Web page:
Could abortion access ever become state law?
Activists hope to get a measure on the ballot this year to make abortion access part of state law.
The initiative would amend Arizona’s constitution to codify the right to reproductive freedom and make it illegal for the state to restrict or interfere with that right.
"It would take precedence and it would nullify any of the other existing bans and again, this would be completely in the hands of the voters. So we get to decide if this is what we want to do," said Amy Fitch-Heacock with Arizonans for Reproductive Freedom.
Fitch-Heacock says the new measure would also extend the right to choose contraceptives and postpartum care. It needs more than 356,000 signatures by July 7 to get on the ballot.
What about when abortion is life-saving?
For states like Arizona, banning or limiting abortion could be deadly for women.
Dr. Laura Mercer is an OB/GYN and Chair of the Arizona Section of the American College of Obstetricians and Gynecologists. She says abortions can be life saving.
"One example is if the bag of water were to break in the second trimester really early, long before viability, we know that the longer the bag of water is broken, the more of a chance of infection getting inside the uterus and causing major life-threatening complications for the patient," said Mercer.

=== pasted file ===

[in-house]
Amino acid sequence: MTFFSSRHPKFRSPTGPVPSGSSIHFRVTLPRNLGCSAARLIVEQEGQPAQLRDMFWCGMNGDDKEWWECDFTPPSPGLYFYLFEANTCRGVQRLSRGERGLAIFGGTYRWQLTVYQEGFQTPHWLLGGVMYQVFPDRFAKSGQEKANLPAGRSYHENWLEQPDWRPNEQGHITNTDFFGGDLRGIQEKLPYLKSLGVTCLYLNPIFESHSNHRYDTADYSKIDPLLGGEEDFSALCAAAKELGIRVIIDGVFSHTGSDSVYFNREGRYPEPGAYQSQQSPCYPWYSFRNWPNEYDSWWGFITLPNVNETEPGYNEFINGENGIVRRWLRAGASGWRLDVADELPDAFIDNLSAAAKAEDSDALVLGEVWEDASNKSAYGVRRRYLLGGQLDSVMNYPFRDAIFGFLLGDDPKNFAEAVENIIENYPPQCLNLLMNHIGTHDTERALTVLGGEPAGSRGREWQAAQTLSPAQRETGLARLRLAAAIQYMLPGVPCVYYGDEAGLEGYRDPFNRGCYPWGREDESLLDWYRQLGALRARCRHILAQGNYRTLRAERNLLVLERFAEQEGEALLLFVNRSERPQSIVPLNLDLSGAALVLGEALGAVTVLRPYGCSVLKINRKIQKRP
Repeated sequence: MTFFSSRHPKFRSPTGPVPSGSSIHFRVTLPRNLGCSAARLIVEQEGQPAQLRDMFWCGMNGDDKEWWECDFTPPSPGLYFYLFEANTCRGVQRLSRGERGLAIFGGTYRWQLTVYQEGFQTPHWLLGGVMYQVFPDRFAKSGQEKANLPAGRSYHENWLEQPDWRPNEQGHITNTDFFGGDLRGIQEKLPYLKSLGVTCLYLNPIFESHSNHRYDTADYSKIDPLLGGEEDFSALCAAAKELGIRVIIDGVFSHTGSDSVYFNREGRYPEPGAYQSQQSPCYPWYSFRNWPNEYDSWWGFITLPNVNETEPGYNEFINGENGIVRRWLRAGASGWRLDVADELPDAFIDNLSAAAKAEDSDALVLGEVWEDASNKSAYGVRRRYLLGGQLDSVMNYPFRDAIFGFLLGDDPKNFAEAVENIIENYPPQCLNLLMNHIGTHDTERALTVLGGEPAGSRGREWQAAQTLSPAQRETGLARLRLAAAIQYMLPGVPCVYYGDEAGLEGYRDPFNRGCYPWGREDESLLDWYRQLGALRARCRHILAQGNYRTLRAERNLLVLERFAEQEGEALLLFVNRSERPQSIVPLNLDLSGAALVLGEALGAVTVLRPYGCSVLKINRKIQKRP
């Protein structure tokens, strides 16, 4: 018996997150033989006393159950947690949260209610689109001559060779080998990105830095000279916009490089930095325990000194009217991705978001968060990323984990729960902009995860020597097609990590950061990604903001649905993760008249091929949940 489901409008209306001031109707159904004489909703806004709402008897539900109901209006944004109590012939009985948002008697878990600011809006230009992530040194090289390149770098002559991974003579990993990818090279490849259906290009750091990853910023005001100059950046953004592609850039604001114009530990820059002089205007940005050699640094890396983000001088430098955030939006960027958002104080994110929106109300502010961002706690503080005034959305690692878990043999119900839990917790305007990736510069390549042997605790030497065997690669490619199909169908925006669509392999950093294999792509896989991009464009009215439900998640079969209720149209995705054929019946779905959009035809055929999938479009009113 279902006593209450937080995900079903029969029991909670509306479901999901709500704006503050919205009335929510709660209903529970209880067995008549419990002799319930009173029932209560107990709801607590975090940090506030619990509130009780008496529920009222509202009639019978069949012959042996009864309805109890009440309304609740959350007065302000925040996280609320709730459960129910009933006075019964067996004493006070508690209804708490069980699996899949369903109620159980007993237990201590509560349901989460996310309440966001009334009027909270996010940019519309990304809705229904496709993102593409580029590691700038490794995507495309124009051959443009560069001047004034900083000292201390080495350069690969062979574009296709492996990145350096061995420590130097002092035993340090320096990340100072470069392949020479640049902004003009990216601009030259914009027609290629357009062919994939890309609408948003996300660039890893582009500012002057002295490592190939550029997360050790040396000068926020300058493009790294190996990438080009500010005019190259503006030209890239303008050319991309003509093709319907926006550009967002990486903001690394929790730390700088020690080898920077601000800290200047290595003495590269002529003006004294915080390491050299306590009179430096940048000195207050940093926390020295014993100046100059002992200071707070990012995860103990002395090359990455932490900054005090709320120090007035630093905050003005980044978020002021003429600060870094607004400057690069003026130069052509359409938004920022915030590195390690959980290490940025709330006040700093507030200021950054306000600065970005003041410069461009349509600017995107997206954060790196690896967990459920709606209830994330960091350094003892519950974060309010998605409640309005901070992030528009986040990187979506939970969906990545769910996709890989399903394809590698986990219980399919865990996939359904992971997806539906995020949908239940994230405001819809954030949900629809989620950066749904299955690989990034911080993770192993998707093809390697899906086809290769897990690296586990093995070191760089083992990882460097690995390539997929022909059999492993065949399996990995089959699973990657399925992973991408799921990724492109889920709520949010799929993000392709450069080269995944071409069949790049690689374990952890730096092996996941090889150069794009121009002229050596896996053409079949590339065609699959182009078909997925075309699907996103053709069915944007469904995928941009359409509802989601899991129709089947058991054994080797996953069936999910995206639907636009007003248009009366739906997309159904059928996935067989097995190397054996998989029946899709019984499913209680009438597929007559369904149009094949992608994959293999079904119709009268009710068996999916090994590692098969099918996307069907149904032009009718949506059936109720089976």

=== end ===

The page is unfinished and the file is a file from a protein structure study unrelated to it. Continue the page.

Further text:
In terms of who will decide when an abortion is necessary or what “life of the mother” actually means, Mercer says the language is unclear and could leave a physician waiting until its too late.
Could someone travel out of state to get an abortion?
Paul Bender, a constitutional law professor at the Sandra Day O'Connor College of Law at Arizona State University, said he thinks the Arizona Legislature will likely try to stop people from going to different states for an abortion.
"I would guess that the Arizona Legislature is likely to try to do something to deter people from going to California or New York or other states, where abortion is legal, to get an abortion and then come back here, after the abortion is done. That would raise interesting and difficult constitutional problems," said Bender.
Will this ruling affect the midterm election?
The reversal of Roe v. Wade will be top of mind for midterm voters, according to one Arizona political analyst.
Jim Heath says the decision may shift voter’s focus away from other issues, such as the economy, and will energize the Democratic vote.
“Frankly, I never thought I’d see it in my lifetime," Heath said. "Basically, the Republican Supreme Court has taken away a woman’s right to choose, abortion is now illegal in 15 states and growing. I think that this is going to be a rallying cry for the left.”
As for Arizona’s gubernatorial race, Heath says while abortion could sway voters one way or the other.
"I think that abortion might not be front and center as a gubernatorial issue, but I think the issue itself will probably help the Democratic nominee more than it's going to benefit the Republican nominee," Heath said.
Heath believes Arizona will be a battleground state come November.
Associated Press contributed to this report.
The status of abortion access by state